Courts reject questions over delays and judges

Family Court Chief Justice Will Alstergren said in April that, in some court locations­, more than half of cases were more than a year old. Picture: James Croucher
Family Court Chief Justice Will Alstergren said in April that, in some court locations­, more than half of cases were more than a year old. Picture: James Croucher

Federal courts have refused to revea­l information about long delays­ in getting some cases heard and the performance of judges.

The Family Court of Australia has blocked access to non-identifying information to show just how long parents were waiting in each Family Court loca­tion for a final hearing of their custody dispute­s.

Separately, the Federal Circuit Court has rejected requests for data about two judges, Sandy Street and Sal Vasta, who have repeatedly­ had decisions set aside on appeal for failing to provide a fair hearing.

The court won’t reveal how many cases they’ve had overturned or whether their appeal rates differ from other judges, because­ it refuses to provide any inform­ation about the performance of individual judges.

Family Court Chief Justice Will Alstergren told The Australian in April that, in some court locations­, more than half of cases were more than a year old and 25 per cent were more than three years old.

However, when The Australian tried to obtain a list of hearing dates for each registry (with all names blacked out), along with the dates the cases had begun — so it could determine just how bad those delays were — the court pulled down its shutters.

Media companies this week have highlighted a growing culture ­of government secrecy.

Transparency International Australia chief executive Serena Lillywhite said trust and confid­ence in government was “at an all-time low” and the right to access information was a key element of a functioning democracy.

Ms Lillywhite said the case had never been stronger to improv­e protections for whistleblowers, to expose misconduct and wrong­doing. “We need to have an open and transparent and accountable government, including their agencies, and that … applies to the courts as well,” she said.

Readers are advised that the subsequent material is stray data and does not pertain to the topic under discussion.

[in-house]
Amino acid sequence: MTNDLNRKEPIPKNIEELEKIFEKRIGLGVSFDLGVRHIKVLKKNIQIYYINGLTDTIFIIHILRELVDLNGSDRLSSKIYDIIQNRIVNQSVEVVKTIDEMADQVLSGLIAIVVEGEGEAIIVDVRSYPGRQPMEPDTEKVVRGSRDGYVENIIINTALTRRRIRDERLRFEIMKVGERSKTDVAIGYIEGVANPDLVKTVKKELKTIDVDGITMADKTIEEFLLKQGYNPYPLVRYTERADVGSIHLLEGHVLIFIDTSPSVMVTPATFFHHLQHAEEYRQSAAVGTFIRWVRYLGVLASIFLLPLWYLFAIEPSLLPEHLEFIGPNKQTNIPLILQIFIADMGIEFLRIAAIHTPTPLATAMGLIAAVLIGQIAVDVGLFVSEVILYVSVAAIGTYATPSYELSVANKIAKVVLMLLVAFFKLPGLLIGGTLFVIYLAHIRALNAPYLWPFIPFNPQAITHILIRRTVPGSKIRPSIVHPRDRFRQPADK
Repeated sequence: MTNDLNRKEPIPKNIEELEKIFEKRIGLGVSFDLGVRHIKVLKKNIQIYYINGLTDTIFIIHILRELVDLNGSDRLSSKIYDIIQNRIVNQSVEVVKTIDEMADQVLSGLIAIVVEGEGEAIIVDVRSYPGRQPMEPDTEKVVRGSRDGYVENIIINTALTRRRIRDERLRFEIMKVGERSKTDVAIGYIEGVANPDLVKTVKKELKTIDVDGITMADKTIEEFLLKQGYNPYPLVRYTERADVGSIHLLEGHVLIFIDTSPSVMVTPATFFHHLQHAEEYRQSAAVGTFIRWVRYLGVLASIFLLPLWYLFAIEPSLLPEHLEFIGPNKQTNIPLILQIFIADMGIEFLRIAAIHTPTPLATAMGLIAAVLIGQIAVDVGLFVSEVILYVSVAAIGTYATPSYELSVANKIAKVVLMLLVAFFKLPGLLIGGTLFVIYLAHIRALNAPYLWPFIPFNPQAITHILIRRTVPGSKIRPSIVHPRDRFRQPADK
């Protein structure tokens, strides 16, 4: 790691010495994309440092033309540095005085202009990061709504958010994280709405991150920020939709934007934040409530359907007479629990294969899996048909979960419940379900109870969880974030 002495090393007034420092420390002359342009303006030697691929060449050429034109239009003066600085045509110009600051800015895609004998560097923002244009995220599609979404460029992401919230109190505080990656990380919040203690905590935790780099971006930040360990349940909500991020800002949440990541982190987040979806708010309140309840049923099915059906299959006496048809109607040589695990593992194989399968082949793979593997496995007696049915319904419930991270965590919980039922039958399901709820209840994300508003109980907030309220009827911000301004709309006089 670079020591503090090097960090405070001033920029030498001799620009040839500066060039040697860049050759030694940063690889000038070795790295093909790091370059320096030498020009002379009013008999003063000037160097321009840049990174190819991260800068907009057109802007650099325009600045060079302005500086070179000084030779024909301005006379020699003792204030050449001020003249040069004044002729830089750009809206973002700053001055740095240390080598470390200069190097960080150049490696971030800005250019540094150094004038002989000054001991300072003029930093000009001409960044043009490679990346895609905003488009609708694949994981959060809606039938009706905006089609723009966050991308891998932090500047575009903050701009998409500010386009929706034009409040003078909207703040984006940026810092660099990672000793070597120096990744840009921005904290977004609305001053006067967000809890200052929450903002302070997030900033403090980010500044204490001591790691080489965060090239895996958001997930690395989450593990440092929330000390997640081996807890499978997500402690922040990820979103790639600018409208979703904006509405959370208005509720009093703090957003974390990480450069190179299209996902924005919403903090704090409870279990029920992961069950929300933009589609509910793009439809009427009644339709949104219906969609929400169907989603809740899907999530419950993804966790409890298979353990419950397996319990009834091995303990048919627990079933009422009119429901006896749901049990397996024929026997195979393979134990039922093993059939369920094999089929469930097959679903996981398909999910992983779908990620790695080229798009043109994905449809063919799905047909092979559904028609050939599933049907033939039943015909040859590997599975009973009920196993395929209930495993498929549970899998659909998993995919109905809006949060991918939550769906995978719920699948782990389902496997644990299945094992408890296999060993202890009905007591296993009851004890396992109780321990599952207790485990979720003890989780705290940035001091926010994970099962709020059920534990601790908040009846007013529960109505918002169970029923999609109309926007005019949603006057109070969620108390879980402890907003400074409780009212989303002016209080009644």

The Family Court’s freedom of information officer rejected the request for information on court delays, saying any list that could be produced showing filing dates, hearings and the relevant registry “would not be, of itself, a document relating to the management and administration or (sic) registry and office resources”.

“Such a document would be specifically related to proceedings within the court,” he said, a month after the request for information was made. “It would not be a docum­ent accessible under the FOI Act. As such, your request must be refused.”

In the Federal Circuit Court, Judge Street has had at least 91 decisions­ overturned since his appoint­ment in 2015. He has been repeatedly found to have dismissed cases without giving proper reasons or without properly en­gaging with litigants’ arguments.

Judge Vasta has been criticised on appeal for his hostility to litig­ants and for making orders that neither party has requested.

After coming under sustained pressure, Chief Justice Alstergren (who is also chief judge of the Federal­ Circuit Court) revealed that both judges were receiving mentoring. However, the court declined to provide details of when the mentoring began and who was providing it.

Both courts’ annual reports, release­d this week, showed they were facing backlogs of more than a year’s worth of cases.

The Federal Circuit Court’s backlog increased last year to 17,478 cases — up from 17,088 the previous year. It received 17,070 applications for final orders in 2018-19, but managed to finalise just 16,683.

The Family Court improved its clearance rate, disposing of more cases than it received last year, for the first time in years. However, it still has a backlog of 2979 cases.

Chief Justice Alstergren said in the annual report that Federal Circuit Court judges were under “relentless” pressure, handling “anywhere between 300 and 500 cases”. It has a target of finalising 90 per cent of cases within a year. However, only 62 per cent of final order applications were disposed of in that time frame.

The Federal Court’s backlog has been increasing. It has a backlog of 3863 matters — up from 2926 in 2014-15.